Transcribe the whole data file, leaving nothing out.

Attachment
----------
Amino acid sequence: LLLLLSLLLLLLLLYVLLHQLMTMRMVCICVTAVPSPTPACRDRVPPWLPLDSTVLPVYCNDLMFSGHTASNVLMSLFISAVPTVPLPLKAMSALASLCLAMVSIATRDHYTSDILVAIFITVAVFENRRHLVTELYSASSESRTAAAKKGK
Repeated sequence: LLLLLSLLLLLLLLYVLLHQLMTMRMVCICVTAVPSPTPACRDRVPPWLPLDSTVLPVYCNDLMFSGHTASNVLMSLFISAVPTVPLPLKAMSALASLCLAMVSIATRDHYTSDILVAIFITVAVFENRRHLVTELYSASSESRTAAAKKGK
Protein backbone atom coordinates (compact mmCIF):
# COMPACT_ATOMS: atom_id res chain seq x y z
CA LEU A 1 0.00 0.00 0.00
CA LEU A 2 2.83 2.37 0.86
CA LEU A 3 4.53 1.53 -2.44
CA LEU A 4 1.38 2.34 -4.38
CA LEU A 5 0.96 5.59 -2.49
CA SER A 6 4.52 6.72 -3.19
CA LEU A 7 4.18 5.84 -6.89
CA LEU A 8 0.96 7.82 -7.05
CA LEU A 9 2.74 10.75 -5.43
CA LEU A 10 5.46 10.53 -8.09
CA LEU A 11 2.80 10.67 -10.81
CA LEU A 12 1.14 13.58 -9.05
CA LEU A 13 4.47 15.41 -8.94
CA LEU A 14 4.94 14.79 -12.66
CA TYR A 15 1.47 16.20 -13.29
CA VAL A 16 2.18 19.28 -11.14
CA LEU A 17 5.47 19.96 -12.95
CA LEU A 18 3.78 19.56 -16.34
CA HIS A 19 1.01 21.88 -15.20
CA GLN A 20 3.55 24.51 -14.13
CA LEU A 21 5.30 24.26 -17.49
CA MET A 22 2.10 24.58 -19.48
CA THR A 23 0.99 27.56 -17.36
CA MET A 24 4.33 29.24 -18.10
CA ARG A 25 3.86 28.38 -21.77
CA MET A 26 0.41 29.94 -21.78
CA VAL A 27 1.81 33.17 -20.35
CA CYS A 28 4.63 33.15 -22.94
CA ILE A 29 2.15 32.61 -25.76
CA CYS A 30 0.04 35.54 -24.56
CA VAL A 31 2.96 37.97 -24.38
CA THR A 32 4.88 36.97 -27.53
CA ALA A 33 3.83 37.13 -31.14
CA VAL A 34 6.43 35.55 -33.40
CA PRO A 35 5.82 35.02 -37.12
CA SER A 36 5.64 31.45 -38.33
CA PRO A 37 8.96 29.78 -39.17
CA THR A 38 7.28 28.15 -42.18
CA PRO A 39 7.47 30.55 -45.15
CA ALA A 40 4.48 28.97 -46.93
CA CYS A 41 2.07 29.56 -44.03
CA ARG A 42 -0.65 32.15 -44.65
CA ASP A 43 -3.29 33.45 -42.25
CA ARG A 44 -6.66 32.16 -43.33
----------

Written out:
Amino acid sequence: LLLLLSLLLLLLLLYVLLHQLMTMRMVCICVTAVPSPTPACRDRVPPWLPLDSTVLPVYCNDLMFSGHTASNVLMSLFISAVPTVPLPLKAMSALASLCLAMVSIATRDHYTSDILVAIFITVAVFENRRHLVTELYSASSESRTAAAKKGK
Repeated sequence: LLLLLSLLLLLLLLYVLLHQLMTMRMVCICVTAVPSPTPACRDRVPPWLPLDSTVLPVYCNDLMFSGHTASNVLMSLFISAVPTVPLPLKAMSALASLCLAMVSIATRDHYTSDILVAIFITVAVFENRRHLVTELYSASSESRTAAAKKGK
Protein backbone atom coordinates (compact mmCIF):
# COMPACT_ATOMS: atom_id res chain seq x y z
CA LEU A 1 0.00 0.00 0.00
CA LEU A 2 2.83 2.37 0.86
CA LEU A 3 4.53 1.53 -2.44
CA LEU A 4 1.38 2.34 -4.38
CA LEU A 5 0.96 5.59 -2.49
CA SER A 6 4.52 6.72 -3.19
CA LEU A 7 4.18 5.84 -6.89
CA LEU A 8 0.96 7.82 -7.05
CA LEU A 9 2.74 10.75 -5.43
CA LEU A 10 5.46 10.53 -8.09
CA LEU A 11 2.80 10.67 -10.81
CA LEU A 12 1.14 13.58 -9.05
CA LEU A 13 4.47 15.41 -8.94
CA LEU A 14 4.94 14.79 -12.66
CA TYR A 15 1.47 16.20 -13.29
CA VAL A 16 2.18 19.28 -11.14
CA LEU A 17 5.47 19.96 -12.95
CA LEU A 18 3.78 19.56 -16.34
CA HIS A 19 1.01 21.88 -15.20
CA GLN A 20 3.55 24.51 -14.13
CA LEU A 21 5.30 24.26 -17.49
CA MET A 22 2.10 24.58 -19.48
CA THR A 23 0.99 27.56 -17.36
CA MET A 24 4.33 29.24 -18.10
CA ARG A 25 3.86 28.38 -21.77
CA MET A 26 0.41 29.94 -21.78
CA VAL A 27 1.81 33.17 -20.35
CA CYS A 28 4.63 33.15 -22.94
CA ILE A 29 2.15 32.61 -25.76
CA CYS A 30 0.04 35.54 -24.56
CA VAL A 31 2.96 37.97 -24.38
CA THR A 32 4.88 36.97 -27.53
CA ALA A 33 3.83 37.13 -31.14
CA VAL A 34 6.43 35.55 -33.40
CA PRO A 35 5.82 35.02 -37.12
CA SER A 36 5.64 31.45 -38.33
CA PRO A 37 8.96 29.78 -39.17
CA THR A 38 7.28 28.15 -42.18
CA PRO A 39 7.47 30.55 -45.15
CA ALA A 40 4.48 28.97 -46.93
CA CYS A 41 2.07 29.56 -44.03
CA ARG A 42 -0.65 32.15 -44.65
CA ASP A 43 -3.29 33.45 -42.25
CA ARG A 44 -6.66 32.16 -43.33